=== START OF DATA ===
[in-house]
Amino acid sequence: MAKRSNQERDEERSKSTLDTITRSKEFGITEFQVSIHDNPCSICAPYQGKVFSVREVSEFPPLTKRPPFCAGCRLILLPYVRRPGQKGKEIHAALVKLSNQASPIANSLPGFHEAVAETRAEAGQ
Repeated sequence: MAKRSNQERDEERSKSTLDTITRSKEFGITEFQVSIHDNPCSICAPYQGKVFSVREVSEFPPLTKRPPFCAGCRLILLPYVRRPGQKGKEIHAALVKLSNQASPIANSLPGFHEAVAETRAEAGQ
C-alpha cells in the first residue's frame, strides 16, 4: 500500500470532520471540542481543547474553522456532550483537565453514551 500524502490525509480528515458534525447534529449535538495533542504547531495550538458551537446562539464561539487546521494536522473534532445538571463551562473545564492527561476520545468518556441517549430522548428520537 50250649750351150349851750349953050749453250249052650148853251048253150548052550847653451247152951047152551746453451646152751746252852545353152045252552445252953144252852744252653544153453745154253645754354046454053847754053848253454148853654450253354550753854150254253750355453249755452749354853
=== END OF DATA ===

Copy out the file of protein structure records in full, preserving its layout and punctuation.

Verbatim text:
[in-house]
Amino acid sequence: MAKRSNQERDEERSKSTLDTITRSKEFGITEFQVSIHDNPCSICAPYQGKVFSVREVSEFPPLTKRPPFCAGCRLILLPYVRRPGQKGKEIHAALVKLSNQASPIANSLPGFHEAVAETRAEAGQ
Repeated sequence: MAKRSNQERDEERSKSTLDTITRSKEFGITEFQVSIHDNPCSICAPYQGKVFSVREVSEFPPLTKRPPFCAGCRLILLPYVRRPGQKGKEIHAALVKLSNQASPIANSLPGFHEAVAETRAEAGQ
C-alpha cells in the first residue's frame, strides 16, 4: 500500500470532520471540542481543547474553522456532550483537565453514551 500524502490525509480528515458534525447534529449535538495533542504547531495550538458551537446562539464561539487546521494536522473534532445538571463551562473545564492527561476520545468518556441517549430522548428520537 50250649750351150349851750349953050749453250249052650148853251048253150548052550847653451247152951047152551746453451646152751746252852545353152045252552445252953144252852744252653544153453745154253645754354046454053847754053848253454148853654450253354550753854150254253750355453249755452749354853